Cryptocurrency exchange Binance, preferred by many due to its low trading fees, has offered a US$250,000 bounty for information about the hackers who attacked it last week. It’s an interesting move by Binance as it offers the possibility of hacking groups snitching on each other. Furthermore, Binance has also said it is putting over $10 million of its crypto reserves aside for future bounty payments.
The last year has seen an increase in mainly successful attacks on cryptocurrency exchanges worldwide. Interestingly, in its announcement of the bounty Binance said: “We have also invited other exchanges and crypto businesses to join our initiative. We welcome their participation at any time.”
How was Binance attacked?
There are a number of things that we know about the attack. The most important is that the exchange has confirmed that nobody using its platform has lost money. The attackers, however, are alleged to have lost money as part of their scam.
The attacks were all API driven. The attackers created a number of API keys. These keys are used to enable software to automatically interact with the exchange. To create the API keys the attackers needed access to user accounts. Binance believes that a number of users were subjected to a coordinated and sophisticated phishing attack. Rather than act on each successful credential compromise the attackers waited until they felt they had enough to make a serious profit.
The attack then morphed into a pump and dump approach. The attackers placed large numbers of orders for the low value viacoin. At a predetermined value they dumped all the viacoin by exchanging it for bitcoin. Under normal circumstances this would have left other viacoin buyers with highly overpriced viacoin resulting is big losses.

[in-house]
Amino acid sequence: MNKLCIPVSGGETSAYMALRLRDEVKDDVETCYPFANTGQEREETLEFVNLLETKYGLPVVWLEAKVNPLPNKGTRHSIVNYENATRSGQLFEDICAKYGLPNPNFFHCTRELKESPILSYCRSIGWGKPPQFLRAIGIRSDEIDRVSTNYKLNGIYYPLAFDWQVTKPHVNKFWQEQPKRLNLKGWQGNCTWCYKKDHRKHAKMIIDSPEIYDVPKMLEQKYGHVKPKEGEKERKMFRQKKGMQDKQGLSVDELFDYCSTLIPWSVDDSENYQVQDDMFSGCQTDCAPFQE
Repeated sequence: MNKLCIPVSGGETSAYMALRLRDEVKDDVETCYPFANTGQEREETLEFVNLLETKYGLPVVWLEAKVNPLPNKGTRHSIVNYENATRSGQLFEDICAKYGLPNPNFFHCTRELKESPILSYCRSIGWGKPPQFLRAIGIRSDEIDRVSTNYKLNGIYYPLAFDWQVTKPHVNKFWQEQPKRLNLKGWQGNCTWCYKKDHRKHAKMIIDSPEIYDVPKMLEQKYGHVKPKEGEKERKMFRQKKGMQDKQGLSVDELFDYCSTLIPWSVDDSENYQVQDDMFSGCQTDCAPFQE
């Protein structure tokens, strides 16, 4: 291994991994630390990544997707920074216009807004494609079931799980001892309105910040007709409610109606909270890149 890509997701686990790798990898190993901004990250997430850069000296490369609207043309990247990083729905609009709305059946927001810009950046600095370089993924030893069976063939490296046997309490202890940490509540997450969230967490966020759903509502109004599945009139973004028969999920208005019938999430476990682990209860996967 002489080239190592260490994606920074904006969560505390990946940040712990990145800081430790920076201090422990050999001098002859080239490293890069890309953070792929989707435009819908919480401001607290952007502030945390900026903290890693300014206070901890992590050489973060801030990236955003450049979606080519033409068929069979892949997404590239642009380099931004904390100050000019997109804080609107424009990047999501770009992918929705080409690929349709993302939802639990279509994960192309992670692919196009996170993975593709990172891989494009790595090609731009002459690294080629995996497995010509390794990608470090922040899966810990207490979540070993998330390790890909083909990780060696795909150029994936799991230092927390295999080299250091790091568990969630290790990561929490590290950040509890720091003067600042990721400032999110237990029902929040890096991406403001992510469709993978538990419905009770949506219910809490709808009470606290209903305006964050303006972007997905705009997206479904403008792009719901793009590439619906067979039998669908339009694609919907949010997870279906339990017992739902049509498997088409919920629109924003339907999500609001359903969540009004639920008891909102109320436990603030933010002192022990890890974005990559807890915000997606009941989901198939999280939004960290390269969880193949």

However, Binance has its own automatic risk management system. It appears that this jumped in when it saw the sudden rush on viacoin and blocked the transactions. This is where users got worried. Binance locked down all transactions while it resolved the attack.
Why does this matter?
By offering a bounty Binance has made it clear that it won’t accept being attacked.
In the press release it said: “The first person to supply substantial information and evidence that leads to the legal arrest of the hackers, in any jurisdiction, will receive the equivalent of $250,000 USD in BNB. The exchange rate will be determined at time of transfer.
“Please supply detailed information to [email protected] as well as to your local law enforcement agencies.
“If your local laws allow, you may remain anonymous.
“If multiple sources/segments of data are used to lead to the final legal arrests, the bounty may be split between sources. Binance reserves all rights to split the bounty amount, solely at our discretion.”
This is not, however, just about Binance. Asking other exchanges to join with its wider defence program is good news. It shows a maturity that we’ve yet to be seen in this market. If you look at traditional money markets then banks all share information and collaborate to defence themselves. Binance is trying to get the same level of cooperation among its peers. Whether it will be successful or not remains to be seen.